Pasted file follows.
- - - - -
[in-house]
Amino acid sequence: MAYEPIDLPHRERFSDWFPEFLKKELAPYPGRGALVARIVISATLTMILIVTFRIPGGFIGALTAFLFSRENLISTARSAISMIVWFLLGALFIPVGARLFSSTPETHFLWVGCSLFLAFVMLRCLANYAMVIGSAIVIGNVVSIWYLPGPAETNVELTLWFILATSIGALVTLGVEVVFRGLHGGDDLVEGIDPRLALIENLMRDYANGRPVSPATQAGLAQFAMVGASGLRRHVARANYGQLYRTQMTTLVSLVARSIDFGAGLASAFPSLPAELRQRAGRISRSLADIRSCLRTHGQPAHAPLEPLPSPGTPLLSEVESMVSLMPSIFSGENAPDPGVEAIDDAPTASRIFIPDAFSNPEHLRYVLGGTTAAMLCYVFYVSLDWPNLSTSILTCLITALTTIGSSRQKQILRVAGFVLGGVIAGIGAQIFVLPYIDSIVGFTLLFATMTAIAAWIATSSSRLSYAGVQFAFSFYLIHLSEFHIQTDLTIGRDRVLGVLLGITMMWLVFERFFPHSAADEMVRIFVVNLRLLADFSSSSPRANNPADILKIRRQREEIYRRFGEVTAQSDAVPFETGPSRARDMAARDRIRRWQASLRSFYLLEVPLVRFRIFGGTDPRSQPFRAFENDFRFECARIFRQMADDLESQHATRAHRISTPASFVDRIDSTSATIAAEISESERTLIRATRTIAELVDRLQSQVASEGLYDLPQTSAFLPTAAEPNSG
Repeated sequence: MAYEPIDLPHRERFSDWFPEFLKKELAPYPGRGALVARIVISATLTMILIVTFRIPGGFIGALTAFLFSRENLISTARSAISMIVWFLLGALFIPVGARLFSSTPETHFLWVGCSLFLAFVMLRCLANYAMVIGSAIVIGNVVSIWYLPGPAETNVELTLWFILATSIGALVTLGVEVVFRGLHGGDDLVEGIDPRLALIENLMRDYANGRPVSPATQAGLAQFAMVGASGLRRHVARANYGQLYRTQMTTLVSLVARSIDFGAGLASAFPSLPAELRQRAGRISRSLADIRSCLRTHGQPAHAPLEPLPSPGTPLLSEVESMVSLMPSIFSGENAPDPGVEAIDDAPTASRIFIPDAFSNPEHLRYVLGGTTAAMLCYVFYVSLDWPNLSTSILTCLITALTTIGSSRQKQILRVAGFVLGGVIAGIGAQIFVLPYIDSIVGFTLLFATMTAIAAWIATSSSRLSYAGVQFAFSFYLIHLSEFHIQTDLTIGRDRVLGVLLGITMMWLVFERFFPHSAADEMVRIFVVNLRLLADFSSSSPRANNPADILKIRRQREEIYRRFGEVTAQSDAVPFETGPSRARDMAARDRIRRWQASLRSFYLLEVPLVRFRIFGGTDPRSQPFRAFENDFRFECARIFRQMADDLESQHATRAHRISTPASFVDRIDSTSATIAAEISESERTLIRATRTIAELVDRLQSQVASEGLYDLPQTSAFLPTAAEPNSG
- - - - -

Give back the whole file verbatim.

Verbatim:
[in-house]
Amino acid sequence: MAYEPIDLPHRERFSDWFPEFLKKELAPYPGRGALVARIVISATLTMILIVTFRIPGGFIGALTAFLFSRENLISTARSAISMIVWFLLGALFIPVGARLFSSTPETHFLWVGCSLFLAFVMLRCLANYAMVIGSAIVIGNVVSIWYLPGPAETNVELTLWFILATSIGALVTLGVEVVFRGLHGGDDLVEGIDPRLALIENLMRDYANGRPVSPATQAGLAQFAMVGASGLRRHVARANYGQLYRTQMTTLVSLVARSIDFGAGLASAFPSLPAELRQRAGRISRSLADIRSCLRTHGQPAHAPLEPLPSPGTPLLSEVESMVSLMPSIFSGENAPDPGVEAIDDAPTASRIFIPDAFSNPEHLRYVLGGTTAAMLCYVFYVSLDWPNLSTSILTCLITALTTIGSSRQKQILRVAGFVLGGVIAGIGAQIFVLPYIDSIVGFTLLFATMTAIAAWIATSSSRLSYAGVQFAFSFYLIHLSEFHIQTDLTIGRDRVLGVLLGITMMWLVFERFFPHSAADEMVRIFVVNLRLLADFSSSSPRANNPADILKIRRQREEIYRRFGEVTAQSDAVPFETGPSRARDMAARDRIRRWQASLRSFYLLEVPLVRFRIFGGTDPRSQPFRAFENDFRFECARIFRQMADDLESQHATRAHRISTPASFVDRIDSTSATIAAEISESERTLIRATRTIAELVDRLQSQVASEGLYDLPQTSAFLPTAAEPNSG
Repeated sequence: MAYEPIDLPHRERFSDWFPEFLKKELAPYPGRGALVARIVISATLTMILIVTFRIPGGFIGALTAFLFSRENLISTARSAISMIVWFLLGALFIPVGARLFSSTPETHFLWVGCSLFLAFVMLRCLANYAMVIGSAIVIGNVVSIWYLPGPAETNVELTLWFILATSIGALVTLGVEVVFRGLHGGDDLVEGIDPRLALIENLMRDYANGRPVSPATQAGLAQFAMVGASGLRRHVARANYGQLYRTQMTTLVSLVARSIDFGAGLASAFPSLPAELRQRAGRISRSLADIRSCLRTHGQPAHAPLEPLPSPGTPLLSEVESMVSLMPSIFSGENAPDPGVEAIDDAPTASRIFIPDAFSNPEHLRYVLGGTTAAMLCYVFYVSLDWPNLSTSILTCLITALTTIGSSRQKQILRVAGFVLGGVIAGIGAQIFVLPYIDSIVGFTLLFATMTAIAAWIATSSSRLSYAGVQFAFSFYLIHLSEFHIQTDLTIGRDRVLGVLLGITMMWLVFERFFPHSAADEMVRIFVVNLRLLADFSSSSPRANNPADILKIRRQREEIYRRFGEVTAQSDAVPFETGPSRARDMAARDRIRRWQASLRSFYLLEVPLVRFRIFGGTDPRSQPFRAFENDFRFECARIFRQMADDLESQHATRAHRISTPASFVDRIDSTSATIAAEISESERTLIRATRTIAELVDRLQSQVASEGLYDLPQTSAFLPTAAEPNSG